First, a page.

Adveq's decision to steer clear of the secondaries market – as Raschle puts it: “We had the opportunity to build a secondary platform last year, but said no” – is in marked contrast to a number of Swiss managers looking to offer a variety of alternative investment products to their investors. Not only has Partners Group launched an Asian FoF, but they also closed Partners Group Secondary LP, the firm's first dedicated secondary vehicle, on €500 million in September. And LGT Capital Partners – one of the heavyweights in the FoF industry – has allocated up to 25 percent of its most recent vehicle, Crown Private Equity European Buyout Opportunities to purchasing secondary interests. The fund closed in August on €392 million.

But perhaps the most interesting development in the Swiss marketplace during 2004 was the decision of David Chamberlain, the respected head of private equity alternative asset manager Unigestion, to leave the firm after 16 years to spearhead a new advisory and placement service specifically targeting secondary private equity interests at Palomar Capital Advisors.

Following an early initiation into the secondaries market through managing a secondary fund of funds for Unigestion launched in 1999, Chamberlain says that he became increasingly aware of how secondaries could be used to manage portfolio construction: “I think we're now at the first stage of real maturity in the European private equity market. Investors have been in the market for ten years or so now and they know that they need to manage their portfolios more constructively.”

Chamberlain believes that while, on the one hand, the market is maturing in that when an investor sells or looks to replace a certain position, there is no automatic assumption that they are “giving up on the asset class”, there is still a considerable lack of awareness of the mechanics of disposing of an interest: “Most institutions don't know how to sell a position. When they do, they think only of the big, main players and don't immediately think of other European institutions who may be interested in taking up such a position.”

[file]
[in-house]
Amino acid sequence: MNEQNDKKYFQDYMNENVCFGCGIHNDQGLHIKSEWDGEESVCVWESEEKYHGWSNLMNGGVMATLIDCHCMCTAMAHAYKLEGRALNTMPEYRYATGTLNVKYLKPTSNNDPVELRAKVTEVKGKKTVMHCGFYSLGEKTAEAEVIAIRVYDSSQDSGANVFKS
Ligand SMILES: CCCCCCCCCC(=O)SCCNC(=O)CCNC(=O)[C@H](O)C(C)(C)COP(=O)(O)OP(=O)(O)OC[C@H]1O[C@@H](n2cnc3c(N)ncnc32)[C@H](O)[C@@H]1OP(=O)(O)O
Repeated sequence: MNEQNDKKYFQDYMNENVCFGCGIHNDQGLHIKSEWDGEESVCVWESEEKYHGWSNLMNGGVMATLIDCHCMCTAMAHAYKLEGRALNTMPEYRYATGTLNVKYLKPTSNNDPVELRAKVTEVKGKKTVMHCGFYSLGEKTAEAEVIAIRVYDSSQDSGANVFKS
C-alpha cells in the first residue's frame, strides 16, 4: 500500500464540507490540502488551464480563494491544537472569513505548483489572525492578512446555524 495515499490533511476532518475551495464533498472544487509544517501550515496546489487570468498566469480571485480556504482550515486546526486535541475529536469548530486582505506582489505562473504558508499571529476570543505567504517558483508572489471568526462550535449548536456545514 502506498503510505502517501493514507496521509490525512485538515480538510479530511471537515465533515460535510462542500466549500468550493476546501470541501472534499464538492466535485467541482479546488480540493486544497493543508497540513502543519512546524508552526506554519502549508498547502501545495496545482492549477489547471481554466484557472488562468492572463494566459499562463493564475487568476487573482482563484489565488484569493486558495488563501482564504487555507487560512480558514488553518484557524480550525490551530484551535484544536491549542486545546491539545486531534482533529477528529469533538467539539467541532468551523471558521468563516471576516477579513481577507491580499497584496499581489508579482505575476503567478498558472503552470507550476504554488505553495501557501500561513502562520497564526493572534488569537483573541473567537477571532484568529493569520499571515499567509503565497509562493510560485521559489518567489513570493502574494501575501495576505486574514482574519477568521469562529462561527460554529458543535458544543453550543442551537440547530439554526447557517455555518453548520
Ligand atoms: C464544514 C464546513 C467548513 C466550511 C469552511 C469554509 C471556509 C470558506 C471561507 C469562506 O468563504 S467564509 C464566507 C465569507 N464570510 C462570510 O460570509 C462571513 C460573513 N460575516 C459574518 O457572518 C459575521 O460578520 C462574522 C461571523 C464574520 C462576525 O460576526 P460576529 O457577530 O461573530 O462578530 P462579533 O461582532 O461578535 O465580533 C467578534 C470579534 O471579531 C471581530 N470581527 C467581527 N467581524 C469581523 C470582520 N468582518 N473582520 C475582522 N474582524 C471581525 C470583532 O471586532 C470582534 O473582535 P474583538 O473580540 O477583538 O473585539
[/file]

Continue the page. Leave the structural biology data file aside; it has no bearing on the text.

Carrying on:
However, it isn't just European investors being targeted by Swiss funds of funds. As part of its continued investment activities in the US, LGT Capital Partners took the step within the last 12 months of opening a New York office. Historically, the Pföffikon-headquartered firm raised all its capital from European investors, but in raising its most recent Crown Private Equity European Buyout Opportunities fund, the firm successfully went Stateside for the first time. According to partner Ivan Vercoutère: “We could have raised the entire fund in Europe, but we decided to take the first steps to diversify our investor base and received commitments from a number of endowments and foundations in the US.”

Another Swiss investment manager that has forged a presence in the US is Swiss Re Private Equity Advisers (Swiss Re PEA), which has an established office in New York. Swiss Re PEA aims to have two offices of equal size and already commits more than 50 percent of its funds in the US.